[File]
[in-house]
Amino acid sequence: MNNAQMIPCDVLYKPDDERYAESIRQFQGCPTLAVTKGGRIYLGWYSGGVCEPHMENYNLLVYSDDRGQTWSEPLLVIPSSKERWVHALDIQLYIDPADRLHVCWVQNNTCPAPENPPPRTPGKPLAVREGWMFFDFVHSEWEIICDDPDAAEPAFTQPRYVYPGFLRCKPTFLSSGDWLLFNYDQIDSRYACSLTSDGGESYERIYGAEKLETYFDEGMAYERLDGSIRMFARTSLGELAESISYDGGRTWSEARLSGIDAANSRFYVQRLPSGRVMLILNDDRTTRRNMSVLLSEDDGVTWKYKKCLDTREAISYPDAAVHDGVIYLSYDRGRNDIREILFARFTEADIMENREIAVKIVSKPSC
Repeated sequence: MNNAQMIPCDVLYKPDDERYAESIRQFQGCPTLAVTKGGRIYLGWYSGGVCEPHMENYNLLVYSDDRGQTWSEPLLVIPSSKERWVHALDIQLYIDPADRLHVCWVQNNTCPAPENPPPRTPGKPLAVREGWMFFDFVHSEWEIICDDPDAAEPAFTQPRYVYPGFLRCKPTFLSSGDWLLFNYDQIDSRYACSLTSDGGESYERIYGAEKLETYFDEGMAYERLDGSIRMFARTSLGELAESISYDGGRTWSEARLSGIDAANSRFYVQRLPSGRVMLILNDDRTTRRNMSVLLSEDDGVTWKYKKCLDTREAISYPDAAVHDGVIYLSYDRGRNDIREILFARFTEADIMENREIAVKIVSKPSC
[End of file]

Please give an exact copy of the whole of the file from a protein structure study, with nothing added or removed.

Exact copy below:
[in-house]
Amino acid sequence: MNNAQMIPCDVLYKPDDERYAESIRQFQGCPTLAVTKGGRIYLGWYSGGVCEPHMENYNLLVYSDDRGQTWSEPLLVIPSSKERWVHALDIQLYIDPADRLHVCWVQNNTCPAPENPPPRTPGKPLAVREGWMFFDFVHSEWEIICDDPDAAEPAFTQPRYVYPGFLRCKPTFLSSGDWLLFNYDQIDSRYACSLTSDGGESYERIYGAEKLETYFDEGMAYERLDGSIRMFARTSLGELAESISYDGGRTWSEARLSGIDAANSRFYVQRLPSGRVMLILNDDRTTRRNMSVLLSEDDGVTWKYKKCLDTREAISYPDAAVHDGVIYLSYDRGRNDIREILFARFTEADIMENREIAVKIVSKPSC
Repeated sequence: MNNAQMIPCDVLYKPDDERYAESIRQFQGCPTLAVTKGGRIYLGWYSGGVCEPHMENYNLLVYSDDRGQTWSEPLLVIPSSKERWVHALDIQLYIDPADRLHVCWVQNNTCPAPENPPPRTPGKPLAVREGWMFFDFVHSEWEIICDDPDAAEPAFTQPRYVYPGFLRCKPTFLSSGDWLLFNYDQIDSRYACSLTSDGGESYERIYGAEKLETYFDEGMAYERLDGSIRMFARTSLGELAESISYDGGRTWSEARLSGIDAANSRFYVQRLPSGRVMLILNDDRTTRRNMSVLLSEDDGVTWKYKKCLDTREAISYPDAAVHDGVIYLSYDRGRNDIREILFARFTEADIMENREIAVKIVSKPSC